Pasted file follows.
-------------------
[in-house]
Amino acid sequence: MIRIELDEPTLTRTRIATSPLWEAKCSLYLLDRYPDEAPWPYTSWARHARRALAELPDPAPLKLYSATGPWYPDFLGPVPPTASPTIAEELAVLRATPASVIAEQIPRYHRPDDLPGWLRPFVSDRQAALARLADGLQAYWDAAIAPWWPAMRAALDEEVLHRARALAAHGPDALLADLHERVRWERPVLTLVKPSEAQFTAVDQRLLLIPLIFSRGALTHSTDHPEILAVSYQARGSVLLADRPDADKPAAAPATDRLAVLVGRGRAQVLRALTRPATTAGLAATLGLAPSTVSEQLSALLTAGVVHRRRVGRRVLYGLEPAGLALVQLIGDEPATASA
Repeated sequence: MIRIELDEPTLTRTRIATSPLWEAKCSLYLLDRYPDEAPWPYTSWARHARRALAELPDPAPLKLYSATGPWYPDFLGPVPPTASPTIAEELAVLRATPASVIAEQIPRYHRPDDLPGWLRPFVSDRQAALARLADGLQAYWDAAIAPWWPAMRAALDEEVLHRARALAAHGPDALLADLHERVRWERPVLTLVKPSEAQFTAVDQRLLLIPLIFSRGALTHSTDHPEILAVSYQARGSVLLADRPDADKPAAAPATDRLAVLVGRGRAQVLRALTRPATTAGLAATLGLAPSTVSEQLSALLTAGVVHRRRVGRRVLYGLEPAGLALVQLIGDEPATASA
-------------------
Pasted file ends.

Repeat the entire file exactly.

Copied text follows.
[in-house]
Amino acid sequence: MIRIELDEPTLTRTRIATSPLWEAKCSLYLLDRYPDEAPWPYTSWARHARRALAELPDPAPLKLYSATGPWYPDFLGPVPPTASPTIAEELAVLRATPASVIAEQIPRYHRPDDLPGWLRPFVSDRQAALARLADGLQAYWDAAIAPWWPAMRAALDEEVLHRARALAAHGPDALLADLHERVRWERPVLTLVKPSEAQFTAVDQRLLLIPLIFSRGALTHSTDHPEILAVSYQARGSVLLADRPDADKPAAAPATDRLAVLVGRGRAQVLRALTRPATTAGLAATLGLAPSTVSEQLSALLTAGVVHRRRVGRRVLYGLEPAGLALVQLIGDEPATASA
Repeated sequence: MIRIELDEPTLTRTRIATSPLWEAKCSLYLLDRYPDEAPWPYTSWARHARRALAELPDPAPLKLYSATGPWYPDFLGPVPPTASPTIAEELAVLRATPASVIAEQIPRYHRPDDLPGWLRPFVSDRQAALARLADGLQAYWDAAIAPWWPAMRAALDEEVLHRARALAAHGPDALLADLHERVRWERPVLTLVKPSEAQFTAVDQRLLLIPLIFSRGALTHSTDHPEILAVSYQARGSVLLADRPDADKPAAAPATDRLAVLVGRGRAQVLRALTRPATTAGLAATLGLAPSTVSEQLSALLTAGVVHRRRVGRRVLYGLEPAGLALVQLIGDEPATASA